ST. PAUL, Minn. (4/5/2010) —Due to the late harvest last fall, many fields did not receive fall tillage or fertilizers. Residue is light in color and reflects the sunlight, which slows soil warm-up. This spring, especially in northwest and west central Minnesota, there will be a lot of residue to contend with.
Planting soybeans may be the best option in fields with heavy residue because they are very adaptive to different residue levels and grow well in no-till situations. If you will not be rotating to soybeans and need to warm up the soil, a light tillage pass like disking or vertical tillage should be used to incorporate the residue and introduce air into the soil.
Last fall, University of Minnesota Extension started research on rut problems. This growing season, Extension will determine potential emergence, stand and yield reduction data, which will help producers quantify the yield that may be lost if there are ruts.
If you have ruts in the field from fall harvest, the first instinct is to aggressively fill them in. But soil structure is your soil's number one defense against soil compaction, and tillage destroys structure. To maintain the soil's structure, just fill in the ruts with light tillage. These areas will not yield as well as the non-rutted area, but there's not much you can do to change this.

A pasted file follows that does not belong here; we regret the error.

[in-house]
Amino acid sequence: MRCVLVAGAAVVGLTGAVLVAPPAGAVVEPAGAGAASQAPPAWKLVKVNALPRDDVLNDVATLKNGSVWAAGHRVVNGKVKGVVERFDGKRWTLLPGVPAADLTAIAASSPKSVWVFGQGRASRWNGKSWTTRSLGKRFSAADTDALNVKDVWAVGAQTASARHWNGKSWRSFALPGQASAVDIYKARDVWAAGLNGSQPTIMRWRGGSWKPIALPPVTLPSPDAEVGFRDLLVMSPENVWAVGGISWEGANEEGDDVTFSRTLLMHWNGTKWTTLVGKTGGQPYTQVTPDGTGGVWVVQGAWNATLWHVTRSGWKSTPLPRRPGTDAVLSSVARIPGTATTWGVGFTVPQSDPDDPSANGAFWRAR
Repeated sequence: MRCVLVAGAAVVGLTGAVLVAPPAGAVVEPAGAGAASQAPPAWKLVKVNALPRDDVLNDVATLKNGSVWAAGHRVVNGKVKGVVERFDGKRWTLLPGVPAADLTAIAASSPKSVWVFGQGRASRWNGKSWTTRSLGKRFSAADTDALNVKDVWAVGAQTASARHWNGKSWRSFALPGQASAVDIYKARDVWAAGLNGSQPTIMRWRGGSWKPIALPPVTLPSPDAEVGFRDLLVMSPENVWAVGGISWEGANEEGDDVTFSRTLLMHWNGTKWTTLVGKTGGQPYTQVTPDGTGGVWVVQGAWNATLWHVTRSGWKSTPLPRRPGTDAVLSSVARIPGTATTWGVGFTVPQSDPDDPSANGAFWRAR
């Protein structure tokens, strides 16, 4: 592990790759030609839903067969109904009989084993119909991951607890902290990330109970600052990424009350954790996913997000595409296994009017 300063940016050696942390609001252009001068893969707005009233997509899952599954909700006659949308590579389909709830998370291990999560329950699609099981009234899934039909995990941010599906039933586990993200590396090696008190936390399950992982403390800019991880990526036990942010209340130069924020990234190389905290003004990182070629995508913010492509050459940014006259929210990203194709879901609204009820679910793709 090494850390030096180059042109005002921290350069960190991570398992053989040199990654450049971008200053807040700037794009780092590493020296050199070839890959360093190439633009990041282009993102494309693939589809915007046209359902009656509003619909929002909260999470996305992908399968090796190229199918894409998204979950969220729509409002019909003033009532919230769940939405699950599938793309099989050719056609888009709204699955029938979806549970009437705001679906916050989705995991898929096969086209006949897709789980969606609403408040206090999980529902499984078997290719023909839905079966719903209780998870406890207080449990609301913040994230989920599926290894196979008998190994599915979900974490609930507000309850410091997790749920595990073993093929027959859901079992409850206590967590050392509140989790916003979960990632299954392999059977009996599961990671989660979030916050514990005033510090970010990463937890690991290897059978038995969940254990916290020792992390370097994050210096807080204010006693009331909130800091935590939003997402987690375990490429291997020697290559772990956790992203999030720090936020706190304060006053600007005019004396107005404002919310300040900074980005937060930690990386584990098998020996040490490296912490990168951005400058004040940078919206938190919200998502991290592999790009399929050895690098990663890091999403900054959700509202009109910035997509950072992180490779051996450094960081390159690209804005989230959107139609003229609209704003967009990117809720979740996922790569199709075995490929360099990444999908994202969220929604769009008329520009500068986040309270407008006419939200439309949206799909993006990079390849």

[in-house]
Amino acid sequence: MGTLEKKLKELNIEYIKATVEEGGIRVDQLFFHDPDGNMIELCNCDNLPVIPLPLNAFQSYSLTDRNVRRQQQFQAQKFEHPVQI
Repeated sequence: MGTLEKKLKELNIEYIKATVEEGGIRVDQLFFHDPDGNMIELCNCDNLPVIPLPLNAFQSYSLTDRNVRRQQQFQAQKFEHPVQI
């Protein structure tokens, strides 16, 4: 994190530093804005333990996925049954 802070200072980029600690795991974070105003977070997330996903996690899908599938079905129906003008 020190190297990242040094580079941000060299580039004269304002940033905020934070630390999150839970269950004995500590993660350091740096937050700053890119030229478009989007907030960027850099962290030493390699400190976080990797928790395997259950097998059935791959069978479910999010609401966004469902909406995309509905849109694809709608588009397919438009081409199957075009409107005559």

To limit soil compaction, keep axle loads under 10 tons and properly maintain the air pressure in the tires. Not only does this help the soil, but it will help your tractor run more efficiently and with less slippage. Use the lightest tractor you own that can still get the job done. Check equipment: replace worn parts, sharpen blades, use residue managers, and adjust proper down pressure for each field's soil conditions.
Reducing plant stress starts with uniform and consistent seed depth and placement. Slow down when planting and keep your planter adjusted. The proper down pressure may need to be adjusted on a field-by-field basis. Well-placed fertilizers can be helpful to crop growth. Starter can help the plant get a fast start, and is more effective in cool soils and/or heavy residue.
When using fertilizer near the seed, use 28 percent nitrogen instead of ammonia to reduce the chance of burning the seed. Side dressing is another way to reduce the chance of burning the seed, and is an effective way to get nitrogen to the plant as it needs it, thus reducing the chance of leaching.
Control weeds early in the growing season. On average, four-inch weeds take up 20 pounds of nitrogen per acre, and 12-inch weeds use 60 pounds of nitrogen per acre.
Any use of this article must include the byline or following credit line:
Jodi DeJong-Hughes is a crops and soils educator with University of Minnesota Extension.
Media Contact: Catherine Dehdashti, U of M Extension, (612) 625-0237, firstname.lastname@example.org.